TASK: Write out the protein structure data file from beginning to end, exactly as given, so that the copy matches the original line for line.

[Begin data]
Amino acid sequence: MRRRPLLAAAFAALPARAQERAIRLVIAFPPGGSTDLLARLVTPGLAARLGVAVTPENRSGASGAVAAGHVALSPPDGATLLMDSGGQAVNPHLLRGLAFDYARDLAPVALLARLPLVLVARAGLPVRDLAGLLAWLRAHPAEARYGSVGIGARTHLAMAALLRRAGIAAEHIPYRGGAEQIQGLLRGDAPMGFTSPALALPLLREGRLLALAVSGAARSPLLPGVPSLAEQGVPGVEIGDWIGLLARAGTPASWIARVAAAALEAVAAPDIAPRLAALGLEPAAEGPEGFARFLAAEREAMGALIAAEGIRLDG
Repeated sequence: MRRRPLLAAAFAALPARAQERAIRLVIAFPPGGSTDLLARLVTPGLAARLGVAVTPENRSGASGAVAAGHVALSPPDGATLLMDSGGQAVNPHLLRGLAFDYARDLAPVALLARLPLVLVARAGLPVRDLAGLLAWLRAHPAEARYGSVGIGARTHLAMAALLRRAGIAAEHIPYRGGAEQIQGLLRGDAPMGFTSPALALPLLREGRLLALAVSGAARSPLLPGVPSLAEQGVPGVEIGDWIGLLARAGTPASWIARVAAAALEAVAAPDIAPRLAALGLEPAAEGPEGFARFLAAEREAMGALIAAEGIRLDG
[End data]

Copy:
Amino acid sequence: MRRRPLLAAAFAALPARAQERAIRLVIAFPPGGSTDLLARLVTPGLAARLGVAVTPENRSGASGAVAAGHVALSPPDGATLLMDSGGQAVNPHLLRGLAFDYARDLAPVALLARLPLVLVARAGLPVRDLAGLLAWLRAHPAEARYGSVGIGARTHLAMAALLRRAGIAAEHIPYRGGAEQIQGLLRGDAPMGFTSPALALPLLREGRLLALAVSGAARSPLLPGVPSLAEQGVPGVEIGDWIGLLARAGTPASWIARVAAAALEAVAAPDIAPRLAALGLEPAAEGPEGFARFLAAEREAMGALIAAEGIRLDG
Repeated sequence: MRRRPLLAAAFAALPARAQERAIRLVIAFPPGGSTDLLARLVTPGLAARLGVAVTPENRSGASGAVAAGHVALSPPDGATLLMDSGGQAVNPHLLRGLAFDYARDLAPVALLARLPLVLVARAGLPVRDLAGLLAWLRAHPAEARYGSVGIGARTHLAMAALLRRAGIAAEHIPYRGGAEQIQGLLRGDAPMGFTSPALALPLLREGRLLALAVSGAARSPLLPGVPSLAEQGVPGVEIGDWIGLLARAGTPASWIARVAAAALEAVAAPDIAPRLAALGLEPAAEGPEGFARFLAAEREAMGALIAAEGIRLDG